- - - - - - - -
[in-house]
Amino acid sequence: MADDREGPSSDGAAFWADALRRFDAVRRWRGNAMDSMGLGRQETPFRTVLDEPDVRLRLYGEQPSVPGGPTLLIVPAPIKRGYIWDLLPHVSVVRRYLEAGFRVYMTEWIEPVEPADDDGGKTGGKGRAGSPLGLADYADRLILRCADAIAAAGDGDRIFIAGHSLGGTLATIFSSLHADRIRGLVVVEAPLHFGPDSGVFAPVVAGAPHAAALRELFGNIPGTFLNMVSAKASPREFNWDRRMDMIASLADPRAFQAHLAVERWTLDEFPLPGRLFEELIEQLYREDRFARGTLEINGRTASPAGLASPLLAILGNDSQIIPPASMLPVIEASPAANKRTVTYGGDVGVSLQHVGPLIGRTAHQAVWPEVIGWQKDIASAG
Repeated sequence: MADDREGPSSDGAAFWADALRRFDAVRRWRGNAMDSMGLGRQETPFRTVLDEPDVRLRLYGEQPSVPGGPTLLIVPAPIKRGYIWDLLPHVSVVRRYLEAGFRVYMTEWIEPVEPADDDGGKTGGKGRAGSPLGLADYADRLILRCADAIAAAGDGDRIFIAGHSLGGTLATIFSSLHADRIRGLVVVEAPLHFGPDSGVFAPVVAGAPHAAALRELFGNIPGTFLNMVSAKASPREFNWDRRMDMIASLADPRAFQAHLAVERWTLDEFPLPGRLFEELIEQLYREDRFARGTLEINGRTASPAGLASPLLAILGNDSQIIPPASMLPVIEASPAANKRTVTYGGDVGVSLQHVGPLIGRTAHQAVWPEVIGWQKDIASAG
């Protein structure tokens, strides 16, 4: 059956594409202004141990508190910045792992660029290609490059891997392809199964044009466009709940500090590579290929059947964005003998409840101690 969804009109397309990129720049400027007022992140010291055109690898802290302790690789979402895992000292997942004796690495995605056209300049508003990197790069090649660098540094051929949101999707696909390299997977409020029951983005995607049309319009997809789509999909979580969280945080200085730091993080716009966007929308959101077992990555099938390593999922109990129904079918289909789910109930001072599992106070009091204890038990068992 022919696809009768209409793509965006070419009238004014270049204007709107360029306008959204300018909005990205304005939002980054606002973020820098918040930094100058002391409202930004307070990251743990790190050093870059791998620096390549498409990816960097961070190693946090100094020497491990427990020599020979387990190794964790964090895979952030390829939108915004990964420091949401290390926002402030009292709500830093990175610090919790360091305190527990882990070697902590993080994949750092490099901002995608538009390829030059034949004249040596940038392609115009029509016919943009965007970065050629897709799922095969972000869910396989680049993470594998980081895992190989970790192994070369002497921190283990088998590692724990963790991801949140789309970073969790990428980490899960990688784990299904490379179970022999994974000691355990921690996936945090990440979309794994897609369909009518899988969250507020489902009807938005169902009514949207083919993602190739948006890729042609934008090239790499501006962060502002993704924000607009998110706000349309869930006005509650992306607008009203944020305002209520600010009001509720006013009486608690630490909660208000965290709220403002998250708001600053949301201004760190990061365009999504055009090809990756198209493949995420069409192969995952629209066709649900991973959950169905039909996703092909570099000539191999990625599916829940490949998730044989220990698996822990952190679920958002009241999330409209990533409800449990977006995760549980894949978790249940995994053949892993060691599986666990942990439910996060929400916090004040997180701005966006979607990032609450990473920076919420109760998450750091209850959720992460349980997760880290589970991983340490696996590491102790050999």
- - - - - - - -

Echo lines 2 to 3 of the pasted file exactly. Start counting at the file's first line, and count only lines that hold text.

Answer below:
Amino acid sequence: MADDREGPSSDGAAFWADALRRFDAVRRWRGNAMDSMGLGRQETPFRTVLDEPDVRLRLYGEQPSVPGGPTLLIVPAPIKRGYIWDLLPHVSVVRRYLEAGFRVYMTEWIEPVEPADDDGGKTGGKGRAGSPLGLADYADRLILRCADAIAAAGDGDRIFIAGHSLGGTLATIFSSLHADRIRGLVVVEAPLHFGPDSGVFAPVVAGAPHAAALRELFGNIPGTFLNMVSAKASPREFNWDRRMDMIASLADPRAFQAHLAVERWTLDEFPLPGRLFEELIEQLYREDRFARGTLEINGRTASPAGLASPLLAILGNDSQIIPPASMLPVIEASPAANKRTVTYGGDVGVSLQHVGPLIGRTAHQAVWPEVIGWQKDIASAG
Repeated sequence: MADDREGPSSDGAAFWADALRRFDAVRRWRGNAMDSMGLGRQETPFRTVLDEPDVRLRLYGEQPSVPGGPTLLIVPAPIKRGYIWDLLPHVSVVRRYLEAGFRVYMTEWIEPVEPADDDGGKTGGKGRAGSPLGLADYADRLILRCADAIAAAGDGDRIFIAGHSLGGTLATIFSSLHADRIRGLVVVEAPLHFGPDSGVFAPVVAGAPHAAALRELFGNIPGTFLNMVSAKASPREFNWDRRMDMIASLADPRAFQAHLAVERWTLDEFPLPGRLFEELIEQLYREDRFARGTLEINGRTASPAGLASPLLAILGNDSQIIPPASMLPVIEASPAANKRTVTYGGDVGVSLQHVGPLIGRTAHQAVWPEVIGWQKDIASAG